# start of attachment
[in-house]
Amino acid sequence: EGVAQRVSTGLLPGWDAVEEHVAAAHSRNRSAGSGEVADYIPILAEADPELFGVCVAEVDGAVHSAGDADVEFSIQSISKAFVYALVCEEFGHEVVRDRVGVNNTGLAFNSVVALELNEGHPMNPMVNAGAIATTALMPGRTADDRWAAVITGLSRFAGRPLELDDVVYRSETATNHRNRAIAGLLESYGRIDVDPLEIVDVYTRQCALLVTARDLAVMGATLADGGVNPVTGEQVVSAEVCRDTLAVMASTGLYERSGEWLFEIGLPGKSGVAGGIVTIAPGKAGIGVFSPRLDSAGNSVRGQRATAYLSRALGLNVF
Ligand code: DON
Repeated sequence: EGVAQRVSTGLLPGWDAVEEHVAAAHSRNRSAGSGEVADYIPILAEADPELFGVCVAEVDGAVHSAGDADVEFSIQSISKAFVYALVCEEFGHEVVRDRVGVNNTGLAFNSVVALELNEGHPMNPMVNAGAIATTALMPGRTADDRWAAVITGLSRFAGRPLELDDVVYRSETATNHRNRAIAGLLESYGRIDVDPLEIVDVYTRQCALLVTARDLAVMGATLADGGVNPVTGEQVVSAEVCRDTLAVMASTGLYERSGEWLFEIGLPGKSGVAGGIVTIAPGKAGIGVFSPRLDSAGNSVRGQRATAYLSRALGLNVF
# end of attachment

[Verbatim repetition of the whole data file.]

[in-house]
Amino acid sequence: EGVAQRVSTGLLPGWDAVEEHVAAAHSRNRSAGSGEVADYIPILAEADPELFGVCVAEVDGAVHSAGDADVEFSIQSISKAFVYALVCEEFGHEVVRDRVGVNNTGLAFNSVVALELNEGHPMNPMVNAGAIATTALMPGRTADDRWAAVITGLSRFAGRPLELDDVVYRSETATNHRNRAIAGLLESYGRIDVDPLEIVDVYTRQCALLVTARDLAVMGATLADGGVNPVTGEQVVSAEVCRDTLAVMASTGLYERSGEWLFEIGLPGKSGVAGGIVTIAPGKAGIGVFSPRLDSAGNSVRGQRATAYLSRALGLNVF
Ligand code: DON
Repeated sequence: EGVAQRVSTGLLPGWDAVEEHVAAAHSRNRSAGSGEVADYIPILAEADPELFGVCVAEVDGAVHSAGDADVEFSIQSISKAFVYALVCEEFGHEVVRDRVGVNNTGLAFNSVVALELNEGHPMNPMVNAGAIATTALMPGRTADDRWAAVITGLSRFAGRPLELDDVVYRSETATNHRNRAIAGLLESYGRIDVDPLEIVDVYTRQCALLVTARDLAVMGATLADGGVNPVTGEQVVSAEVCRDTLAVMASTGLYERSGEWLFEIGLPGKSGVAGGIVTIAPGKAGIGVFSPRLDSAGNSVRGQRATAYLSRALGLNVF